• An important goal of evaluation is to identify the student who is having difficulty with the express purpose of intervening well before the rotation ends so that inadequacies can be improved upon.Thus, the importance of regular and timely feedback9 is critical.Feedback should be part of every clinical encounter and can be integrated easily and quickly10 into the discussion of clinical performance.Certainly there should be mid-clerkship feedback for all students.

    Feedback is not often stressed as an important teaching strategy for faculty or housestaff and is sometimes very difficult to do.There is often shame and humiliation as an outcome of poorly given negative feedback, and lack of credibility with overly praising and too general positive feedback.In fact, in one study12 of observations of house officer teaching on rounds, in only 11% of 158 case encounters was any feedback given at all.

  • Develop an Evaluation Profile31
  • Since there are multiple elements or criteria for clinical performance, there should be a way to make a composite of all the evaluations given to the clerkship directors.It is this composite evaluation of clinical performance from multiple evaluators at multiple sites which is integrated into a final clinical grade by the clerkship director and an evaluation committee.The clerkship director should know what clinical sites or environments lend themselves to assessing specific clinical competencies.Thus performance evaluation in these sites and specific goals should be identified by faculty and scores can be weighted in the total evaluation process.For example, an attending on the wards who has worked with a student for three weeks has a different perspective than the attending who has worked with the student only once or twice in the emergency room.Therefore, the final evaluation cannot simply be a sum of all of the components, but a much broader and more complex description of the strengths and areas needing improvement by the student.

  • Provide Opportunities for Self-Evaluation
  • Students should also have an opportunity to evaluate themselves using the same criteria as faculty.Oftentimes students' judgments, especially about their strengths and weaknesses, can be very useful and integrated into faculty and housestaff evaluations.If students take responsibility for the evaluation system by seeking faculty and housestaff and giving them the clinical evaluation forms, there will be a greater likelihood of having a more comprehensive view of student performance.It also will place a student in a position of having to have a conversation with faculty or housestaff about their performance thus establishing a feedback system which is critical for defining areas needing improvement.This process will link the feedback and evaluation system.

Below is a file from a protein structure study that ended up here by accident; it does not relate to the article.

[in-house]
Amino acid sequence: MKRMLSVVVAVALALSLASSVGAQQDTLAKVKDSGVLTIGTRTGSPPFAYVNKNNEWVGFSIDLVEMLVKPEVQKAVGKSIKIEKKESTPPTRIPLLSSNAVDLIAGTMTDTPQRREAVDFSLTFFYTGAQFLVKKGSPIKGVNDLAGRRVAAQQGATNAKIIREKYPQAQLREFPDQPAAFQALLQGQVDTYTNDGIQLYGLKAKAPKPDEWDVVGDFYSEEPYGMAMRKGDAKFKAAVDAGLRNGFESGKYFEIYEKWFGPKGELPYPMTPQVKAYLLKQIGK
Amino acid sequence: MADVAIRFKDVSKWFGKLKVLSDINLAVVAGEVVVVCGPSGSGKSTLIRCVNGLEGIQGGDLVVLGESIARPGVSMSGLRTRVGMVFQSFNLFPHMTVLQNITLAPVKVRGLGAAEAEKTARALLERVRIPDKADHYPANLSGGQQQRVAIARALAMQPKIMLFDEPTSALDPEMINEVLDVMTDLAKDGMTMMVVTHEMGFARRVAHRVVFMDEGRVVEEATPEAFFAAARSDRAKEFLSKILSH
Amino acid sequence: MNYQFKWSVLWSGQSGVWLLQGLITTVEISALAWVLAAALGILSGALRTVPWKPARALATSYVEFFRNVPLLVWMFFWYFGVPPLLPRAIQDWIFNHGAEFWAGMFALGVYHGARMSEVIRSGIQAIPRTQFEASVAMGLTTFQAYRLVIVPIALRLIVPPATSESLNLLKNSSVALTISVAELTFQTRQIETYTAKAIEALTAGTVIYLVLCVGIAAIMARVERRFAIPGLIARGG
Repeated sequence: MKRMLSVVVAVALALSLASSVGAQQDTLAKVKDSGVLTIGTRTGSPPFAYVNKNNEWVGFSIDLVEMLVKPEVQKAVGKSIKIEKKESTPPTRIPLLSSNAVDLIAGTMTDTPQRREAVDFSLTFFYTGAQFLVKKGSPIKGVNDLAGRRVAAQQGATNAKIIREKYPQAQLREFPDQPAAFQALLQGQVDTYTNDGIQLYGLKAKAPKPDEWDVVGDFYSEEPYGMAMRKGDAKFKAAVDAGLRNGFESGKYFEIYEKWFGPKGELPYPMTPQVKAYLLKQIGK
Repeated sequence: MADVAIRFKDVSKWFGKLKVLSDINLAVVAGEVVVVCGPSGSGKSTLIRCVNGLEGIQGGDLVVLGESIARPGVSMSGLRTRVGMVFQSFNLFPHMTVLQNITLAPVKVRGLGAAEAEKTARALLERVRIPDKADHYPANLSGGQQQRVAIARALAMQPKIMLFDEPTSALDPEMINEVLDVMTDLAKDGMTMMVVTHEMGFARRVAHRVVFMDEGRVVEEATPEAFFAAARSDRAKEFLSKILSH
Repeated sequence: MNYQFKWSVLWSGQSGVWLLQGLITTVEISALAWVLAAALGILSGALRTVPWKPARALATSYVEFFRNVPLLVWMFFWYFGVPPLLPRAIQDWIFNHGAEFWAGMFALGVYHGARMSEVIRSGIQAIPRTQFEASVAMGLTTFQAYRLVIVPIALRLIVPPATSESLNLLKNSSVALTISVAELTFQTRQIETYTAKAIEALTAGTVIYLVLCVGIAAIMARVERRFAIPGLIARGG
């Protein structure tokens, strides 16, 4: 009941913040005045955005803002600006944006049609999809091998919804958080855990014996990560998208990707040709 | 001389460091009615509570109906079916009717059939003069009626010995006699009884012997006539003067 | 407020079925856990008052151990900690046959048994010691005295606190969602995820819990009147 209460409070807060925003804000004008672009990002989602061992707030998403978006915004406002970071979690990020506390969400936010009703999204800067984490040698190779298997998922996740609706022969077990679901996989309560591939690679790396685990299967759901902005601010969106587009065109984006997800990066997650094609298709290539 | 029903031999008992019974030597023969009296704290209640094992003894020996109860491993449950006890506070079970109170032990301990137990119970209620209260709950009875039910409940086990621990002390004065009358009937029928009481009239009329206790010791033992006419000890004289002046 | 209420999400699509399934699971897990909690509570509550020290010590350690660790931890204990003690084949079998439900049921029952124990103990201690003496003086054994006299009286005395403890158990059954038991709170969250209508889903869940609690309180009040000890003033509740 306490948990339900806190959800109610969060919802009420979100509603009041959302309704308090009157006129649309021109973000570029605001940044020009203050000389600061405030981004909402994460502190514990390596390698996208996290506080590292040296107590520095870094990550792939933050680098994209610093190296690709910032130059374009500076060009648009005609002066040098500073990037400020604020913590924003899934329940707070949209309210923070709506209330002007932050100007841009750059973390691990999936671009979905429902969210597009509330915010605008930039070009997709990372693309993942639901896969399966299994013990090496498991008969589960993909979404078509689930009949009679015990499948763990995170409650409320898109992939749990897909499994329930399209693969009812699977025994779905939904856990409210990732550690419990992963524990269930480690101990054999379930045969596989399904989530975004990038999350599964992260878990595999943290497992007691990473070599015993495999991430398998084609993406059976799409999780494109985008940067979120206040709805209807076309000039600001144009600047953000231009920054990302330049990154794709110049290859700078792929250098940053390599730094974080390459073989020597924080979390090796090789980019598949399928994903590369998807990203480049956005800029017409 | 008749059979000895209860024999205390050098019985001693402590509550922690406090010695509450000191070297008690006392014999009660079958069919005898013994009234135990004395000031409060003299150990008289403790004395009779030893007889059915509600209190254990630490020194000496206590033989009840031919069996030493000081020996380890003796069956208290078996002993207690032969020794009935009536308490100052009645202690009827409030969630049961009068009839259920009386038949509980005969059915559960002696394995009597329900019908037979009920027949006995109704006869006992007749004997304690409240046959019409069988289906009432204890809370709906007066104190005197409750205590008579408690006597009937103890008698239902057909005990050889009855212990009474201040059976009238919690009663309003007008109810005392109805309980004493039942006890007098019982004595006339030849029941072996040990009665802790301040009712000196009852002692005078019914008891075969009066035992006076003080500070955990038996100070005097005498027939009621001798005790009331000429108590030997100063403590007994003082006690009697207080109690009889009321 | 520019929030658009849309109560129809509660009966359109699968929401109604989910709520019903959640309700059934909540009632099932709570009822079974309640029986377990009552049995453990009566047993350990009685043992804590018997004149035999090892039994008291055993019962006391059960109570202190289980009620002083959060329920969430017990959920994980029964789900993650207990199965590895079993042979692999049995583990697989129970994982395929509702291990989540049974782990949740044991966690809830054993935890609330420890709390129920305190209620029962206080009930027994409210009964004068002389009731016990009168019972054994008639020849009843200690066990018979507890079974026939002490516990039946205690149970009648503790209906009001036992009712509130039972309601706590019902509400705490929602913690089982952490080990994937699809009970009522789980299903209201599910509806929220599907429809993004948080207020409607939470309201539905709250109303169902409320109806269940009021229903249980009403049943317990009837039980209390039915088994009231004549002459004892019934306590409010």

• Ensure Written Documentation is Important
  • It is obvious, but especially for the problem student, that all data about evaluation of performance should be in writing.

  • Recognize the Subjective Component of the Process
  • Clinical evaluation of students is like good clinical judgment.There are many subjective qualities to the evaluation process and a large number of variables that are assessed.To achieve good clinical judgment takes years of experience.To be able to assess the clinical performance of students also takes a great deal of experience.Just as clinical judgment can be improved by making explicit an approach to differential diagnosis and pathophysiology, and using the principles of probability and utility, so too, the process of clinical assessment of students can be improved by being explicit about the goals, objectives and expectations, and by insisting upon processes of continuous feedback to improve inadequacies.The evaluation criteria should be made explicit to students at the beginning of the rotation.Continuous faculty development should address the process of feedback and evaluation as it addresses all the issues of the improvement of the teaching process and the learning environment.13


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  15. Backward reasoning is the traditional clinical problem-solving skill, hypothetico- deductive process used to teach medical students.It involves identifying a symptom or a sign and generating hypotheses which might cause that specific symptom.Once the hypotheses (differential diagnosis) are generated, they are then tested against the signs and symptoms identified to see if they could explain the symptoms.Forward thinking, otherwise called "pattern recognition"3 or the identification of "illness scripts" (Schmidt H.G. et al.A cognitive perspective on medical expertise: Theory and implications.Acad. Med. 65:611.1991.) does not involve the above deductive process.Rather it relies upon a common set of specific characteristics of illness which taken together easily define the diagnosis.X + Y + Z symptoms and signs = disease. Experienced physicians use this process about 85% of the time.